Rabbit is tired of Tigger always bouncing him, so he gets Pooh and Piglet together to come up with an idea to get the bounce out of Tigger. Rabbit suggests they take him into the middle of ... See full summary »
Winnie the Pooh, the honey loving silly old bear attempts to get honey from a bee tree, so after climbing the tree didn't work, he borrows Christopher Robin's balloon, dunks himself in mud and floats to the top of the honey tree incognito as a little black rain cloud. After escaping the angry bees, Pooh decides to get honey the old fashion way: getting some from Rabbit, so after stuffing his face with all of Rabbit's honey, Pooh attempts to climb out Rabbit's front door, but becomes stuck! No matter how hard everyone tries, they can't get him out, so they wait for Pooh to lose weight before they can get him out. Then along comes Gopher who agrees to help get Pooh out and almost feeds him more honey! But then one morning, Pooh is finally freed from the doorway and ends up in another sticky situation-quite literally!Written by
Dylan Self <email@example.com>
When released in _Many Adventures of Winnie the Pooh, The (1977)_, Bruce Reitherman, who voiced Christopher Robin, was replaced by a different actor. Furthermore, the closing scene of this short (mainly the animation of the book pages) was altered so as to segue into the next scene rather than bring the short to an end, as is the case with the original short. See more »
If memory serves, the original Steiff toy belonging to the late Christopher Robin Milne, "Winnie the Pooh", now resides in Manhattan, either at the New York Public Library or at publisher E.P. Dutton's headquarters. The symbolism is obvious: a British children's classic has made the transatlantic leap.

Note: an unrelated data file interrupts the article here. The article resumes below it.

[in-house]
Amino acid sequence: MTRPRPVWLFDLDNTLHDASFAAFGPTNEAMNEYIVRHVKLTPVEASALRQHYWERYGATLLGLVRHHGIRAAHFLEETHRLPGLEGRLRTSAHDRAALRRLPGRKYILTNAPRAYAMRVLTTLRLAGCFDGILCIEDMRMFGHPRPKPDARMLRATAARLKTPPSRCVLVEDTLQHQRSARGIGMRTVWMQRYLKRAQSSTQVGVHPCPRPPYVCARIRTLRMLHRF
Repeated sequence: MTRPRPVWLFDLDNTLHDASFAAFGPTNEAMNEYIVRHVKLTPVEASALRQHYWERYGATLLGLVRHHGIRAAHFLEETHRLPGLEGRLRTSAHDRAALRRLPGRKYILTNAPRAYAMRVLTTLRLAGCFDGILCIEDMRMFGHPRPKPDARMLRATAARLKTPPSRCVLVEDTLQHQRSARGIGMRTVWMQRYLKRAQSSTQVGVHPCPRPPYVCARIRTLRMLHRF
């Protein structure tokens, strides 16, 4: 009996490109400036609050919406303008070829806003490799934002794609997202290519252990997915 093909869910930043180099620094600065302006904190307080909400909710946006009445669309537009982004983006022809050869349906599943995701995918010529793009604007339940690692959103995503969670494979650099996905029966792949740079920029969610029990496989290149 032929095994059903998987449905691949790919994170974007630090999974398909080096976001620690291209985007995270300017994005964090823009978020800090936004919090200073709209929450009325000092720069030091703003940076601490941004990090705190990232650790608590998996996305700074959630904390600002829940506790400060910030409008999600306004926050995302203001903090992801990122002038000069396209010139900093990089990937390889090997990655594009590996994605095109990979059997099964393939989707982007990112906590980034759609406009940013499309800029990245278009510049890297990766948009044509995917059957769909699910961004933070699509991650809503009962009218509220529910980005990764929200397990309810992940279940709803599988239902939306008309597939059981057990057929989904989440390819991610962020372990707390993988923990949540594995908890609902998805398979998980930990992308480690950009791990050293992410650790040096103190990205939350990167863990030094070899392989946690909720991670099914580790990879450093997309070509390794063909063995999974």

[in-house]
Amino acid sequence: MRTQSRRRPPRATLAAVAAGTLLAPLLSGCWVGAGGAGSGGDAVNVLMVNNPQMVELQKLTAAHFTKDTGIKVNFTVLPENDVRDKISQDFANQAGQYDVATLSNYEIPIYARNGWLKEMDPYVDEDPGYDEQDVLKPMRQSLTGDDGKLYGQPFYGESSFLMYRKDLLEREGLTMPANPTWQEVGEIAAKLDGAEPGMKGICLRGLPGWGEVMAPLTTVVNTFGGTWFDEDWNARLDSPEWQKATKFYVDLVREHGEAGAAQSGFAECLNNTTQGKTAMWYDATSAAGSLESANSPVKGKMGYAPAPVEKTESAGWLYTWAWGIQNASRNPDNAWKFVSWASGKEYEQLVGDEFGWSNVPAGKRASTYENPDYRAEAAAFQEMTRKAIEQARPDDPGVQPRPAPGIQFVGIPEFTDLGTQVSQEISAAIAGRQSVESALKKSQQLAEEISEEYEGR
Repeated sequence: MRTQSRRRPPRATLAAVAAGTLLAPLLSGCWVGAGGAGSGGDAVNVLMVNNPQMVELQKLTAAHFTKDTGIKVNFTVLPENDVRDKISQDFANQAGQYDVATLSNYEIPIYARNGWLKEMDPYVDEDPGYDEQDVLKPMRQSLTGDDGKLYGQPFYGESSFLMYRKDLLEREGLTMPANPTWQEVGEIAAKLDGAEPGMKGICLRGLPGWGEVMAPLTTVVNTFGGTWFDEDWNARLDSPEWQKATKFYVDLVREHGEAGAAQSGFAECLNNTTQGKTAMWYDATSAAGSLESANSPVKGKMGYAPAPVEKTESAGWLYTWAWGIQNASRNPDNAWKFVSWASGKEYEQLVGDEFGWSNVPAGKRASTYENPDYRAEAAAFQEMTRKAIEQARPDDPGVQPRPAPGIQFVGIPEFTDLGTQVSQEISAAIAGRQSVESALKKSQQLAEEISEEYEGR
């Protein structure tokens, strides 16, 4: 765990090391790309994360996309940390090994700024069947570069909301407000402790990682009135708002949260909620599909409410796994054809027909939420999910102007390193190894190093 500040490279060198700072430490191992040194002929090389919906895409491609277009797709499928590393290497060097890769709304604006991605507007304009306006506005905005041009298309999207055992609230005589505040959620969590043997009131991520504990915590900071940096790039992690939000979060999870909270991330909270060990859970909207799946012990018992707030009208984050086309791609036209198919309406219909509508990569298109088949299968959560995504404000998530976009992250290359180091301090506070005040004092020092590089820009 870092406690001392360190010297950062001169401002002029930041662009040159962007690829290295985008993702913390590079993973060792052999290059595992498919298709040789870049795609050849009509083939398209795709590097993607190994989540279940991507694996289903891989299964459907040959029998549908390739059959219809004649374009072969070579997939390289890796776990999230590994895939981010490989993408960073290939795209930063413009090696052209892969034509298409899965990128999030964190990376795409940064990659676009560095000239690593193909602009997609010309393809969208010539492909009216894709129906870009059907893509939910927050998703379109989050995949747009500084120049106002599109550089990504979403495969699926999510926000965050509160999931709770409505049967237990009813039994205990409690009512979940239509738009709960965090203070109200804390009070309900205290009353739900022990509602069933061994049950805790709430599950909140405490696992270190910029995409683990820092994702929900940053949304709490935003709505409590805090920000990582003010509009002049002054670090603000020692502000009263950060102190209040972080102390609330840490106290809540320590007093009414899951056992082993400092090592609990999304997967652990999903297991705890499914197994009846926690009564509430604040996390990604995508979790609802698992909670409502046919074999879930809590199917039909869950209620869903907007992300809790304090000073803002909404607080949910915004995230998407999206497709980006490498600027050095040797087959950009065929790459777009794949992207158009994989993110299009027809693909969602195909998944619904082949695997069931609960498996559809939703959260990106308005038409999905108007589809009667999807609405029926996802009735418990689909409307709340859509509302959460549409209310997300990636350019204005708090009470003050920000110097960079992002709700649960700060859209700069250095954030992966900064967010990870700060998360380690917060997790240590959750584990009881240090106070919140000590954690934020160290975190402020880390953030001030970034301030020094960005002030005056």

Disney scriptwriters have been heavily criticized for de-emphasizing the Britishness of Pooh, beginning with this first film in what became a series of theatrical short subjects. Most of the voices - Christopher is an exception - are American. Sterling Holloway became so identified with the title role that it is hard to imagine anyone else, British or American, taking it over.
The best thing about "Winnie the Pooh and the Honey Tree" is that it is adapted directly from Alan Milne's printed work. As I did in 1966, a child today seeing this film for the first time could ask for the book version and receive something unusually congruent with the screenplay.
Christopher Robin Milne, bookshop owner and authors' rights heir, had notoriously mixed feelings about his father's creation. In particular, he had his doubts about the effect Disney's version might have on the original.
Not to worry: the Disney machine has generated far more positive attention for Pooh than a global army of publishers.
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